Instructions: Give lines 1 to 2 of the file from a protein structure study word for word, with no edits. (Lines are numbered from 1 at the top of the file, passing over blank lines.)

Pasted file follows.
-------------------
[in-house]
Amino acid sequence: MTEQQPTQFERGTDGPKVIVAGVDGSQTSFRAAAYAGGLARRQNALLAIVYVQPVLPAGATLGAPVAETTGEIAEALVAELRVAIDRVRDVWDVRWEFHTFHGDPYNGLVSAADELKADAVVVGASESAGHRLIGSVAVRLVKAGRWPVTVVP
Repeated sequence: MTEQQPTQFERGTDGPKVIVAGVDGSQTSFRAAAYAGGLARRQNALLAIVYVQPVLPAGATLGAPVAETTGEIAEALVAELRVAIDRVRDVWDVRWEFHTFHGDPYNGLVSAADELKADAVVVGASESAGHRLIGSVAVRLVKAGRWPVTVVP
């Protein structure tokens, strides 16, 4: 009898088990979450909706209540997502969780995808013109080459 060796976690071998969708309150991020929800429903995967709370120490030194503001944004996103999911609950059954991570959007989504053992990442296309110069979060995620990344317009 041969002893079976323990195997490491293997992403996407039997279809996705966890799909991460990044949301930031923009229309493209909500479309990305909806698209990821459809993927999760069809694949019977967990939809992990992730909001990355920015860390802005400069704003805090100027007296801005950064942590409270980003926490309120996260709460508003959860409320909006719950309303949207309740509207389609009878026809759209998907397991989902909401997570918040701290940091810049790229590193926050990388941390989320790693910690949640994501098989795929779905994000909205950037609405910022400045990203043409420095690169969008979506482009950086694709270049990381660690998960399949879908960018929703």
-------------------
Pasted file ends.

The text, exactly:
[in-house]
Amino acid sequence: MTEQQPTQFERGTDGPKVIVAGVDGSQTSFRAAAYAGGLARRQNALLAIVYVQPVLPAGATLGAPVAETTGEIAEALVAELRVAIDRVRDVWDVRWEFHTFHGDPYNGLVSAADELKADAVVVGASESAGHRLIGSVAVRLVKAGRWPVTVVP